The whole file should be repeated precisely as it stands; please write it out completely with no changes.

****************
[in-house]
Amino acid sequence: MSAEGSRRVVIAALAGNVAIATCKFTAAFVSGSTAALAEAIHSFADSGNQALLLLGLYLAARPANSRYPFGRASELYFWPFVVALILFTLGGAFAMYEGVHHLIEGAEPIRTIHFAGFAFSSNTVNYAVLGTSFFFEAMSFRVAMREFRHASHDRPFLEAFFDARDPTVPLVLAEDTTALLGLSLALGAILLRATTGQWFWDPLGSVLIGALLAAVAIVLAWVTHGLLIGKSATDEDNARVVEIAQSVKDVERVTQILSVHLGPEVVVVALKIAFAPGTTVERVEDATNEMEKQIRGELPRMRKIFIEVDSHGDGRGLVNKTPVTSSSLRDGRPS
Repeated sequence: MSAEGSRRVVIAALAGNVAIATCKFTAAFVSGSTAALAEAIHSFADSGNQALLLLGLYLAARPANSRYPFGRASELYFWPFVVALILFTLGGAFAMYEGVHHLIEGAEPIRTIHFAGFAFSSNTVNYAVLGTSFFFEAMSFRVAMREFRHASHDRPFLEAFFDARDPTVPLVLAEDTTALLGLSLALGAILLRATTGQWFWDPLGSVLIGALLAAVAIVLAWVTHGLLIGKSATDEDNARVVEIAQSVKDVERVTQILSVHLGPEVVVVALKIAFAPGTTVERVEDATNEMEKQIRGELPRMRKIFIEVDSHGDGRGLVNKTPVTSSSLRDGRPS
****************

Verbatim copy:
[in-house]
Amino acid sequence: MSAEGSRRVVIAALAGNVAIATCKFTAAFVSGSTAALAEAIHSFADSGNQALLLLGLYLAARPANSRYPFGRASELYFWPFVVALILFTLGGAFAMYEGVHHLIEGAEPIRTIHFAGFAFSSNTVNYAVLGTSFFFEAMSFRVAMREFRHASHDRPFLEAFFDARDPTVPLVLAEDTTALLGLSLALGAILLRATTGQWFWDPLGSVLIGALLAAVAIVLAWVTHGLLIGKSATDEDNARVVEIAQSVKDVERVTQILSVHLGPEVVVVALKIAFAPGTTVERVEDATNEMEKQIRGELPRMRKIFIEVDSHGDGRGLVNKTPVTSSSLRDGRPS
Repeated sequence: MSAEGSRRVVIAALAGNVAIATCKFTAAFVSGSTAALAEAIHSFADSGNQALLLLGLYLAARPANSRYPFGRASELYFWPFVVALILFTLGGAFAMYEGVHHLIEGAEPIRTIHFAGFAFSSNTVNYAVLGTSFFFEAMSFRVAMREFRHASHDRPFLEAFFDARDPTVPLVLAEDTTALLGLSLALGAILLRATTGQWFWDPLGSVLIGALLAAVAIVLAWVTHGLLIGKSATDEDNARVVEIAQSVKDVERVTQILSVHLGPEVVVVALKIAFAPGTTVERVEDATNEMEKQIRGELPRMRKIFIEVDSHGDGRGLVNKTPVTSSSLRDGRPS